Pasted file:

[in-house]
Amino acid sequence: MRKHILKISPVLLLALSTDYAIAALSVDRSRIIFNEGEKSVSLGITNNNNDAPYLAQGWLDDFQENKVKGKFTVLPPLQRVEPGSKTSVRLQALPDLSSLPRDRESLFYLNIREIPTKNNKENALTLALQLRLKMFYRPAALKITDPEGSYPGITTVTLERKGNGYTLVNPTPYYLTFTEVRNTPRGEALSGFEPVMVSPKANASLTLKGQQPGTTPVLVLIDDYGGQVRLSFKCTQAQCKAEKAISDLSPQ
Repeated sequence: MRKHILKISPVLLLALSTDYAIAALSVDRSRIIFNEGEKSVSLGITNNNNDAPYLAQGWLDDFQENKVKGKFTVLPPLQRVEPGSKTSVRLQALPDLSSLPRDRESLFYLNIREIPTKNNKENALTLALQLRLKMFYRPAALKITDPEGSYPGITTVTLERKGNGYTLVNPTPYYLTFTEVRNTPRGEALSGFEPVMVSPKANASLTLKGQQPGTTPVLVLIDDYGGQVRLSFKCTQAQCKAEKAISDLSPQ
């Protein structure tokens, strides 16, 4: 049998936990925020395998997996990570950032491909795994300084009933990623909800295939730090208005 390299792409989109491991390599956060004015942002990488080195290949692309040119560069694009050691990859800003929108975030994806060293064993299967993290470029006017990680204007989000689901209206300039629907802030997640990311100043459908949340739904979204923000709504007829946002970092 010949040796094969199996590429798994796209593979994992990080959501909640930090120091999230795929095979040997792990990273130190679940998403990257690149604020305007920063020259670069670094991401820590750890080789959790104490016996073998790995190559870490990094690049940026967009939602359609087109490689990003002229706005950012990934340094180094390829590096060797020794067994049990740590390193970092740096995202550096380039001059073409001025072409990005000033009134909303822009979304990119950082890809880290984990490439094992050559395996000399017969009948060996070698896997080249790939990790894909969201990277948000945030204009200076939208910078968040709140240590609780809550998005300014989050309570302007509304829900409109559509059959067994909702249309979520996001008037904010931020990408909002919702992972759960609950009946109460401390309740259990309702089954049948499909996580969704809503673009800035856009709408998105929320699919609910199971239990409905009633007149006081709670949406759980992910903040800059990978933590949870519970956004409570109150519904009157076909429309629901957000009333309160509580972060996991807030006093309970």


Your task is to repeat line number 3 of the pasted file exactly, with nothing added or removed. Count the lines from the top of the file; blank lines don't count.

Repeated sequence: MRKHILKISPVLLLALSTDYAIAALSVDRSRIIFNEGEKSVSLGITNNNNDAPYLAQGWLDDFQENKVKGKFTVLPPLQRVEPGSKTSVRLQALPDLSSLPRDRESLFYLNIREIPTKNNKENALTLALQLRLKMFYRPAALKITDPEGSYPGITTVTLERKGNGYTLVNPTPYYLTFTEVRNTPRGEALSGFEPVMVSPKANASLTLKGQQPGTTPVLVLIDDYGGQVRLSFKCTQAQCKAEKAISDLSPQ